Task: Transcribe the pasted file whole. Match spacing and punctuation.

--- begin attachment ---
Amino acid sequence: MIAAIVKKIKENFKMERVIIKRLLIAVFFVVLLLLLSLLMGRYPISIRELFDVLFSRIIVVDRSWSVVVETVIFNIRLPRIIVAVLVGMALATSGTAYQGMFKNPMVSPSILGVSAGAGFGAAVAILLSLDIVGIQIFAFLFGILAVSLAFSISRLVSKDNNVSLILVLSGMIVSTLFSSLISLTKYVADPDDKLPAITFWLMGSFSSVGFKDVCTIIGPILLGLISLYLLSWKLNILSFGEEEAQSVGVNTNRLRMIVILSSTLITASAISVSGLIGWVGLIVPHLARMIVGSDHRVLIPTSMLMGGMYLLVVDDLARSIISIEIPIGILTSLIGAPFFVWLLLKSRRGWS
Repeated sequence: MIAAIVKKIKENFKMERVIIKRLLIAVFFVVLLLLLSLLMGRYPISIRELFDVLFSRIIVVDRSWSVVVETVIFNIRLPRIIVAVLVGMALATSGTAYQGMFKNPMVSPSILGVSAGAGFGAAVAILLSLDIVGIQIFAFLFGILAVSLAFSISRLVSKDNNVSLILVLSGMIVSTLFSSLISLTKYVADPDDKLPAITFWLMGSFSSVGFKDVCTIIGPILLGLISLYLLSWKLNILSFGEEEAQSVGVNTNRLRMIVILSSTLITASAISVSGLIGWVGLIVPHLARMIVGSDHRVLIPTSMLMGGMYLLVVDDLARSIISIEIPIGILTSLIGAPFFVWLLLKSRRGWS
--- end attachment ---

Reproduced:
Amino acid sequence: MIAAIVKKIKENFKMERVIIKRLLIAVFFVVLLLLLSLLMGRYPISIRELFDVLFSRIIVVDRSWSVVVETVIFNIRLPRIIVAVLVGMALATSGTAYQGMFKNPMVSPSILGVSAGAGFGAAVAILLSLDIVGIQIFAFLFGILAVSLAFSISRLVSKDNNVSLILVLSGMIVSTLFSSLISLTKYVADPDDKLPAITFWLMGSFSSVGFKDVCTIIGPILLGLISLYLLSWKLNILSFGEEEAQSVGVNTNRLRMIVILSSTLITASAISVSGLIGWVGLIVPHLARMIVGSDHRVLIPTSMLMGGMYLLVVDDLARSIISIEIPIGILTSLIGAPFFVWLLLKSRRGWS
Repeated sequence: MIAAIVKKIKENFKMERVIIKRLLIAVFFVVLLLLLSLLMGRYPISIRELFDVLFSRIIVVDRSWSVVVETVIFNIRLPRIIVAVLVGMALATSGTAYQGMFKNPMVSPSILGVSAGAGFGAAVAILLSLDIVGIQIFAFLFGILAVSLAFSISRLVSKDNNVSLILVLSGMIVSTLFSSLISLTKYVADPDDKLPAITFWLMGSFSSVGFKDVCTIIGPILLGLISLYLLSWKLNILSFGEEEAQSVGVNTNRLRMIVILSSTLITASAISVSGLIGWVGLIVPHLARMIVGSDHRVLIPTSMLMGGMYLLVVDDLARSIISIEIPIGILTSLIGAPFFVWLLLKSRRGWS